For some veteran astronauts, today’s transformation of the shuttle Discovery into a museum exhibit is a cause for celebration. For others, it’s a reminder of their regrets. But for John Grunsfeld, the one-time “Hubble Hugger” who is now NASA’s science chief, the dominant feeling was a sense of relief.
Discovery's handover to the Smithsonian's National Air and Space Museum has re-ignited questions about the end of the 30-year space shuttle program. Why did they have to be retired? The short answer is that in the wake of the 2003 Columbia tragedy, policymakers decided that once the job of building the International Space Station was finished, it would just be too risky and expensive to keep the shuttles flying.
Instead, President George W. Bush decided to re-target the space program on destinations beyond Earth orbit. For Bush, the first focus was going to be the moon. President Barack Obama shifted that initial focus to near-Earth asteroids, but the endpoint is the same: eventually getting to Mars. And the shuttles could never do that. They weren't built to go beyond Earth orbit.
Nevertheless, some of America's best-known astronauts think the shuttles should have been kept around a while longer — particularly because NASA will be dependent on the Russians for rides to the space station for the next three to five years.
"The unfortunate decision eight and a half years ago to terminate the shuttle program, in my opinion, prematurely grounded Discovery and delayed our research," retired senator-astronaut John Glenn said during today's handover ceremony at the museum's Steven F. Udvar-Hazy Center in Virginia.
Another retired astronaut who rode on Discovery, Tom Jones, voiced similar frustration during an interview conducted before today's ceremony. "I'm reliving the disappointment that the shuttles are retiring without a rapid successor," he told me.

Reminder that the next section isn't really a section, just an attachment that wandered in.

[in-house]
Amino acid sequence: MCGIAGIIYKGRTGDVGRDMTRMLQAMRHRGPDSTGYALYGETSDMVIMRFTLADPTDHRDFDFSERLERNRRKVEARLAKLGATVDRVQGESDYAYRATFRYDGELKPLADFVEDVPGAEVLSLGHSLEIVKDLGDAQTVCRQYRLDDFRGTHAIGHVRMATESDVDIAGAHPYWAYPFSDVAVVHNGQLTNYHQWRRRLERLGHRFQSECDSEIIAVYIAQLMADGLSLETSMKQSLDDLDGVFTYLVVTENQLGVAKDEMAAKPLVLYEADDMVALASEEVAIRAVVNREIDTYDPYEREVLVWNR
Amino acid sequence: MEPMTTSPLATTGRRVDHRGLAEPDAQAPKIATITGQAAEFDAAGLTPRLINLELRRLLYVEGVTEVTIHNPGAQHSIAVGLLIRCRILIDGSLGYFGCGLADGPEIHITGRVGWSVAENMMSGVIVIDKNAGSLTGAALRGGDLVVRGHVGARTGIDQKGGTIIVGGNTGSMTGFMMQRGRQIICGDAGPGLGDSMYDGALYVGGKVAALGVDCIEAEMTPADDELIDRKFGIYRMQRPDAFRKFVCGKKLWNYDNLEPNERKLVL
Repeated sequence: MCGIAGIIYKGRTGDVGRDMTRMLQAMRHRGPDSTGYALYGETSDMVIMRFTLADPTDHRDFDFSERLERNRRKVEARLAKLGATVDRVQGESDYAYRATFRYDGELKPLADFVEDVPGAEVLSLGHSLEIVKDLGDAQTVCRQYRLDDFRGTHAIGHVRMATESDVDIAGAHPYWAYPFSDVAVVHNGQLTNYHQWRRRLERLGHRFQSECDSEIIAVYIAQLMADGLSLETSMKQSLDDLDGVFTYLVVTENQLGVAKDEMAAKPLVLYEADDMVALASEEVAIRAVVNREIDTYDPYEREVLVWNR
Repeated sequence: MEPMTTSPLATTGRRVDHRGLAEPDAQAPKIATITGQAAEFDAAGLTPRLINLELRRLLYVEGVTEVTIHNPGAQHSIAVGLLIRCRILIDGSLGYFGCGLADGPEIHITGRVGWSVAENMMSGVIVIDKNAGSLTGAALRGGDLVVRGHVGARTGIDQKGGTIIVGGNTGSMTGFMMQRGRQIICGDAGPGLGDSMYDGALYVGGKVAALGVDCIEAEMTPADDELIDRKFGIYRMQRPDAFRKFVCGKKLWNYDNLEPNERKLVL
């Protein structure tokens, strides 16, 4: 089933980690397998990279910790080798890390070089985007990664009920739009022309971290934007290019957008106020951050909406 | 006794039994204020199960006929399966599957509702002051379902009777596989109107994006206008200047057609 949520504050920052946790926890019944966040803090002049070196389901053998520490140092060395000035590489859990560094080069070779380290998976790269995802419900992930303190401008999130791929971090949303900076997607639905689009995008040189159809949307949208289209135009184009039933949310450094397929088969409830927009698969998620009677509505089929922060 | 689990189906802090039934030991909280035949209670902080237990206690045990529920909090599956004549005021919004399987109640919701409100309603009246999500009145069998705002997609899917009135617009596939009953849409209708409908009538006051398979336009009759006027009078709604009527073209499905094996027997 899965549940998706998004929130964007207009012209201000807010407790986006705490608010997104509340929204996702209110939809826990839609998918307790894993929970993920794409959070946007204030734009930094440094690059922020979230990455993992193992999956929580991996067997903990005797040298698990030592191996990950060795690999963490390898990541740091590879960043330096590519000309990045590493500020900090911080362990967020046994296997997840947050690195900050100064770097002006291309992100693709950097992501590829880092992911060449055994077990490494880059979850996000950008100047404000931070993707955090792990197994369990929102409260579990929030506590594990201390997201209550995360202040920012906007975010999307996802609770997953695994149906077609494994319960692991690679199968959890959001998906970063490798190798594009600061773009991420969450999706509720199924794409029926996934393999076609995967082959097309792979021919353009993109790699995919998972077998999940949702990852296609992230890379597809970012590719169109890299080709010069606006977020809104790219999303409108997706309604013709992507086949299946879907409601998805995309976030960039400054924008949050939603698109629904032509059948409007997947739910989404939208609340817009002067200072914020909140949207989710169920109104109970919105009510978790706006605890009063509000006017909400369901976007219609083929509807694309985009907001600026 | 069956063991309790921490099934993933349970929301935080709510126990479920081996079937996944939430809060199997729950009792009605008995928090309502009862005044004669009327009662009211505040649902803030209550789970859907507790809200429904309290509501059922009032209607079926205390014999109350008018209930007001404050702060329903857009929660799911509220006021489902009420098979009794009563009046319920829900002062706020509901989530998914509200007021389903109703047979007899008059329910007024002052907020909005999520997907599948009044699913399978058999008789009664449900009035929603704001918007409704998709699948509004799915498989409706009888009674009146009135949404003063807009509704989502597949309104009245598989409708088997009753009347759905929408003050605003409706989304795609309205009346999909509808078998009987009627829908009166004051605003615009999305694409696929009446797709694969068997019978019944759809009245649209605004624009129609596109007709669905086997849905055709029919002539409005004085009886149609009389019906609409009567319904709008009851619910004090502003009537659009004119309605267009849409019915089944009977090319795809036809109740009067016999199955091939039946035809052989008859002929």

Jones wishes that the White House and Congress had revved up NASA's plan for new spaceships capable of going to the space station and beyond: the Constellation Program, which initially aimed to put U.S. astronauts back on the moon by 2020. Instead, Constellation was so cash-starved and technically challenged that the Obama White House scrubbed the program and reworked elements of it into the current plan to visit an asteroid by 2025.
"We dropped the ball on this," Jones said. "If we just went from 0.5 percent of the federal budget to 0.6 percent, this would all be a non-issue."
The benefit of retaining an American system for resupplying the space station is what motivated Glenn's call to keep the shuttles flying. Glenn made his pitch to the White House in 2010 — but Obama didn't go for it, and the former Democratic senator told me today that he accepts the verdict.
"No need crying over what happened in the past," Glenn said. "Let's get on with the future."
The 'Hubble Hugger' and his pin
Grunsfeld thinks the White House made the right call, at least on the question of grounding the shuttles. He's best-known for his role as a spacewalker on Hubble servicing missions in 1999, 2002 and 2009. During that last mission, Grunsfeld was the one who bade the Hubble Space Telescope goodbye forever. Now he's NASA's associate administrator for science. The way Grunsfeld sees it, keeping the shuttles flying might have led to another disaster like the 1986 Challenger explosion — or the loss of Columbia and its seven STS-107 crew members in 2003.
"There's a possibility we could have flown them for a little bit longer, or extended them at some cost," Grunsfeld told me. "I'm actually extremely thankful that we are rolling Discovery into the Air and Space Museum, and not burying its parts. We flew out the space shuttle program gracefully. We didn't lose another one. It would have been tragic. The fact is that the space shuttle program was ended with dignity — it was an amazing accomplishment, and I'm just thankful for that."